By BILL KONIGSBERG, AP Sports Writer
February 7, 2007
AP - Feb 7, 1:55 pm EST
The small, exclusive club of openly gay professional male athletes has a new member.
Former NBA center John Amaechi, who spent five seasons with four teams, on Wednesday became the first NBA player to publicly come out.
Amaechi will appear on ESPN's Outside the Lines on Sunday, and his autobiography "Man in the Middle," will be released Feb. 14.
"He is coming out of the closet as a gay man," Amaechi's publicist Howard Bragman said.
Martina Navratilova, perhaps the most famous openly gay athlete in the world, praised Amaechi's decision and said it's imperative for athletes to come out because of what she called an epidemic of suicides among young lesbians and gays.
"It's hugely important for the kids so they don't feel alone in the world. We're role models. We're adults, and we know we're not alone but kids don't know that," she said. "He will definitely help a lot of kids growing up to feel better about themselves."
Three years after his playing career ended, Amaechi become the sixth professional male athlete from one of the four major American sports (NBA, MLB, NFL, NHL) to publicly discuss his homosexuality.
Former NFL running back David Kopay came out in 1977; offensive lineman Roy Simmons and defensive lineman Esera Tuaolo came out more recently. Glenn Burke, an outfielder for the Los Angeles Dodgers and the Oakland A's in the 1970s, and Billy Bean, a utility player in the 1980s and 1990s, also have come out.
Each did so after retiring.
Burke died of complications due to AIDS in 1995.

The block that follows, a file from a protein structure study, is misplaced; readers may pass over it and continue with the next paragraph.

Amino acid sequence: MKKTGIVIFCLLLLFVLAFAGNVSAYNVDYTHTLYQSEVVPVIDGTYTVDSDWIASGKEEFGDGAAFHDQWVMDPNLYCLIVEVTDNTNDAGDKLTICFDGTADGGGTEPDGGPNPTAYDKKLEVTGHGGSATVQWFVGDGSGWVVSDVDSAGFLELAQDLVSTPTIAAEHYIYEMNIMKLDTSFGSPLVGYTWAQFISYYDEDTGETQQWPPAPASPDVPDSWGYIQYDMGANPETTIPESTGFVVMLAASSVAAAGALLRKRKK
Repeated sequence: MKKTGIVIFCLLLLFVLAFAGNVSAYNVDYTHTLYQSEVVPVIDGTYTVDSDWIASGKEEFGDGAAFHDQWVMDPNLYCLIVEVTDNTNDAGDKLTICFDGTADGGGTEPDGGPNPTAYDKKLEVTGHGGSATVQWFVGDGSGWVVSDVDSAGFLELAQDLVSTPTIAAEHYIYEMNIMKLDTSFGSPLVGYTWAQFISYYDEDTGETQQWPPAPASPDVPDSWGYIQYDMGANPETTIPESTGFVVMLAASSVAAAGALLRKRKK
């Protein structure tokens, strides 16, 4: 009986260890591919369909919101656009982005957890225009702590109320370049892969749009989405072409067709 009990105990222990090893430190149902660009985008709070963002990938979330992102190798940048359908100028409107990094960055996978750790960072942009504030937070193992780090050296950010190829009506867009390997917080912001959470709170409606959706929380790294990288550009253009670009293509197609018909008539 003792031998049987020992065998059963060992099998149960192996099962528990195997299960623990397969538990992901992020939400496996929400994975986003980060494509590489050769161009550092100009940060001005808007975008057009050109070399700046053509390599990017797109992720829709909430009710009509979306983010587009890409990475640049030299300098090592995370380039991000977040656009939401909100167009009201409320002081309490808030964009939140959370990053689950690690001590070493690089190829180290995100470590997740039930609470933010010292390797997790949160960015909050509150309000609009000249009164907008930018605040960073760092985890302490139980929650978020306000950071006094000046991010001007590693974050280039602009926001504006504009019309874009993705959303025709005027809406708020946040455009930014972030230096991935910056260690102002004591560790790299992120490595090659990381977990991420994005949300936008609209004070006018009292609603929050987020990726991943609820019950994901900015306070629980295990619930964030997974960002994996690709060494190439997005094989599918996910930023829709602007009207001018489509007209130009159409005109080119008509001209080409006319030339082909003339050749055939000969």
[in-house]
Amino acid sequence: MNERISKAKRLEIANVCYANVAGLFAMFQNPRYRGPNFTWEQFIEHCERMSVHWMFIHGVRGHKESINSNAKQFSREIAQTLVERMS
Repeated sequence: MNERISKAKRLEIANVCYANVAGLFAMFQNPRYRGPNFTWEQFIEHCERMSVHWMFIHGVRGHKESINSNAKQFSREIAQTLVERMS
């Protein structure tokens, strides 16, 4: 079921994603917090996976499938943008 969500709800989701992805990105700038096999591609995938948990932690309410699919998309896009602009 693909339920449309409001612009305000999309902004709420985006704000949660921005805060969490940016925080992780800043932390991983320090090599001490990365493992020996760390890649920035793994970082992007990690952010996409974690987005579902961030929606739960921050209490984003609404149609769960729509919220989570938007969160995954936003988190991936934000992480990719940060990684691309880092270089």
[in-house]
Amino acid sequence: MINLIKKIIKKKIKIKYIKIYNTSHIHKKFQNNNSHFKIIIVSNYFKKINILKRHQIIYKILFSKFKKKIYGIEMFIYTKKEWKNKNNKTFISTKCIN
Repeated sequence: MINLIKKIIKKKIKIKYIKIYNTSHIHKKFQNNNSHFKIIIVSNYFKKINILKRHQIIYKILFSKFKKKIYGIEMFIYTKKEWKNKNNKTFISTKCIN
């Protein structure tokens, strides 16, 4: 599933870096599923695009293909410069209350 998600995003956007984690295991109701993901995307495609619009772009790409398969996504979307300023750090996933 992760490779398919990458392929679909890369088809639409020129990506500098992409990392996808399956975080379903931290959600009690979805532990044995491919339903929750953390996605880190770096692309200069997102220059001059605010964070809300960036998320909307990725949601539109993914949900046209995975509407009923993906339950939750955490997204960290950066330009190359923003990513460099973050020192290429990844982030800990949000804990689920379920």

"What John did is amazing," said Tuaolo, who came out in 2002. "He does not know how many lives he's saved by speaking the truth."
Tuaolo said coming out would be a relief to Amaechi.
"Living with all that stress and that depression, all you deal with as a closeted person, when you come out you really truly free yourself," Tuaolo said. "When I came out it felt like I was getting out of prison."
NBA commissioner David Stern said a player's sexuality is not important.
"We have a very diverse league. The question at the NBA is always 'have you got game?' That's it, end of inquiry," he said.
In his book, Amaechi describes the challenge of being gay in a league where it's assumed that all players are heterosexual. He describes the blatant anti-gay language and attitudes he experienced in NBA locker rooms, and writes that while playing in Utah, coach Jerry Sloan used anti-gay innuendo to describe him.
Sloan said Wednesday that although his relationship with Amaechi was "shaky" because of the player's attitude, he didn't know Amaechi was gay. Sloan had no comment about Amaechi's contention that Sloan used anti-gay innuendo when referring to him. Amaechi said he found out about it in e-mails from friends in the Jazz front office.
When asked if knowing Amaechi was gay would have mattered, Sloan said: "Oh yeah, it would have probably mattered. I don't know exactly, but I always have peoples' feelings at heart. People do what they want to do. I don't have a problem with that."
Amaechi, 36, who was raised in England, writes in the book that he never touched a basketball before the age of 17. A quick study despite being a "terrible athlete," he found his confidence in the game and made it his goal to play in the NBA.
He competed for Penn State, then played in 301 NBA games over five seasons. The 6-foot-10 center averaged 6.2 points and 2.6 rebounds. He began his career with the Cleveland Cavaliers in 1995-96, then spent a few years playing in Europe. He rejoined the NBA to play for the Orlando Magic from 1999-01, then played two seasons for the Utah Jazz.
The Jazz traded him to Houston, which traded him to the New York Knicks. When the Knicks waived him in January 2004, he retired.
Amaechi came out of retirement to help England's men's basketball team to the silver medal in the 2006 Commonwealth Games in Melbourne, Australia.
Wouldn't want to have backed him down in the lane, or vice versa
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I wouldn't have a problem with that as long as he doesn't have a boner running the fast break...
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He probably loves that Valentine's pic of MP on the Warriors website.
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If dun isnt gay i don't know what he is.